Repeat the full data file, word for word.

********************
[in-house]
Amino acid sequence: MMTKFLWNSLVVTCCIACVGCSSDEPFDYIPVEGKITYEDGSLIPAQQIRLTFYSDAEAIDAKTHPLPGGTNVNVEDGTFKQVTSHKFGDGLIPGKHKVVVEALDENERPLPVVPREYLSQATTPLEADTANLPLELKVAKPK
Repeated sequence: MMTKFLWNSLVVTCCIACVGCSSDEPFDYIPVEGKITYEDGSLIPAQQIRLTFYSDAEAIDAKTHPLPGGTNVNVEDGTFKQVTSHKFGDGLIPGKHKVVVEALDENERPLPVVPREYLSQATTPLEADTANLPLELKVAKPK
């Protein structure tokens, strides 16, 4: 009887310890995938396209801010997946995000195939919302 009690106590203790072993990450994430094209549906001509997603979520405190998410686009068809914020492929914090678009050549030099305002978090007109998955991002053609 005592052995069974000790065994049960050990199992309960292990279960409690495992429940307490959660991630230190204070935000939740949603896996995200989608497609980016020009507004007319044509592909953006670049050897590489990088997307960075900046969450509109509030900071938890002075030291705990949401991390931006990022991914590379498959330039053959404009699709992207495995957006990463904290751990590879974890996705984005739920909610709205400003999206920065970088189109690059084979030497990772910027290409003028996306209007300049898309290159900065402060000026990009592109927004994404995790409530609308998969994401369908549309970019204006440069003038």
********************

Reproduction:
[in-house]
Amino acid sequence: MMTKFLWNSLVVTCCIACVGCSSDEPFDYIPVEGKITYEDGSLIPAQQIRLTFYSDAEAIDAKTHPLPGGTNVNVEDGTFKQVTSHKFGDGLIPGKHKVVVEALDENERPLPVVPREYLSQATTPLEADTANLPLELKVAKPK
Repeated sequence: MMTKFLWNSLVVTCCIACVGCSSDEPFDYIPVEGKITYEDGSLIPAQQIRLTFYSDAEAIDAKTHPLPGGTNVNVEDGTFKQVTSHKFGDGLIPGKHKVVVEALDENERPLPVVPREYLSQATTPLEADTANLPLELKVAKPK
């Protein structure tokens, strides 16, 4: 009887310890995938396209801010997946995000195939919302 009690106590203790072993990450994430094209549906001509997603979520405190998410686009068809914020492929914090678009050549030099305002978090007109998955991002053609 005592052995069974000790065994049960050990199992309960292990279960409690495992429940307490959660991630230190204070935000939740949603896996995200989608497609980016020009507004007319044509592909953006670049050897590489990088997307960075900046969450509109509030900071938890002075030291705990949401991390931006990022991914590379498959330039053959404009699709992207495995957006990463904290751990590879974890996705984005739920909610709205400003999206920065970088189109690059084979030497990772910027290409003028996306209007300049898309290159900065402060000026990009592109927004994404995790409530609308998969994401369908549309970019204006440069003038």